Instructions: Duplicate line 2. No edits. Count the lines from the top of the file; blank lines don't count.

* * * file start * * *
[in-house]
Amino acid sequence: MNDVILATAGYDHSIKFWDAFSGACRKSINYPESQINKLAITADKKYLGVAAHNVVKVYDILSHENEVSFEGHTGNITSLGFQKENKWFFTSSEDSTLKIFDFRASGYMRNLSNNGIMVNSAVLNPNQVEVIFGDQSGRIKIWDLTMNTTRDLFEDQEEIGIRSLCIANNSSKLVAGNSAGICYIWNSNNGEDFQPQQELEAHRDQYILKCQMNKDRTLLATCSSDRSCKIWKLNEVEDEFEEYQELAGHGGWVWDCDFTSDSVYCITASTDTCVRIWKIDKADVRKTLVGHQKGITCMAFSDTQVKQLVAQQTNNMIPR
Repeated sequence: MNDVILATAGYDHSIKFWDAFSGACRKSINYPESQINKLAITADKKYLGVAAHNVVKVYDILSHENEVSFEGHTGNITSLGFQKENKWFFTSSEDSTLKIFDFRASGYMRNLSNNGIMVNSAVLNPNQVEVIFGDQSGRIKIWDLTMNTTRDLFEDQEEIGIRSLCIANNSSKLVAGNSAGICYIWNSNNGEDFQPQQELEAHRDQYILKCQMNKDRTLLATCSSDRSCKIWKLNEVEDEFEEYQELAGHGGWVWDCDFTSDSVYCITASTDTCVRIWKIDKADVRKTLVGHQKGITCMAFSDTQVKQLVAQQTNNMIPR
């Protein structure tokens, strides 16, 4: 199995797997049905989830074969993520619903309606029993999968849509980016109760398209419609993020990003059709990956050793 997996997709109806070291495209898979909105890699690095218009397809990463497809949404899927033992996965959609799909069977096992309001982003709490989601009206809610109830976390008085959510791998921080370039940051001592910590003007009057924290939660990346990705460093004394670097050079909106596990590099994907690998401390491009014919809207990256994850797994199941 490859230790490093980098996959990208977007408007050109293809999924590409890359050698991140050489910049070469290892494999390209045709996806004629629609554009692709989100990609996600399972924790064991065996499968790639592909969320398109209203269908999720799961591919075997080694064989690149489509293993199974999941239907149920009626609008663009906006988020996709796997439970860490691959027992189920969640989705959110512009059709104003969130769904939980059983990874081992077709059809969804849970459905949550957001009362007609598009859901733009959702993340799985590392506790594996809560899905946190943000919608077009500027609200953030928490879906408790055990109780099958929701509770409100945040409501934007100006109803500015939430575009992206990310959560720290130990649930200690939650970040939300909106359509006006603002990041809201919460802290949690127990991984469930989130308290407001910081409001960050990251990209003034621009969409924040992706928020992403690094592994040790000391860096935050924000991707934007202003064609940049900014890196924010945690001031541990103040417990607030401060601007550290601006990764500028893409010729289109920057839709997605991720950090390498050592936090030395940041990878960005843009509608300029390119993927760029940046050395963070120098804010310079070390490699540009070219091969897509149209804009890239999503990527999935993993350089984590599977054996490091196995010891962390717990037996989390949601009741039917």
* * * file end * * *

Amino acid sequence: MNDVILATAGYDHSIKFWDAFSGACRKSINYPESQINKLAITADKKYLGVAAHNVVKVYDILSHENEVSFEGHTGNITSLGFQKENKWFFTSSEDSTLKIFDFRASGYMRNLSNNGIMVNSAVLNPNQVEVIFGDQSGRIKIWDLTMNTTRDLFEDQEEIGIRSLCIANNSSKLVAGNSAGICYIWNSNNGEDFQPQQELEAHRDQYILKCQMNKDRTLLATCSSDRSCKIWKLNEVEDEFEEYQELAGHGGWVWDCDFTSDSVYCITASTDTCVRIWKIDKADVRKTLVGHQKGITCMAFSDTQVKQLVAQQTNNMIPR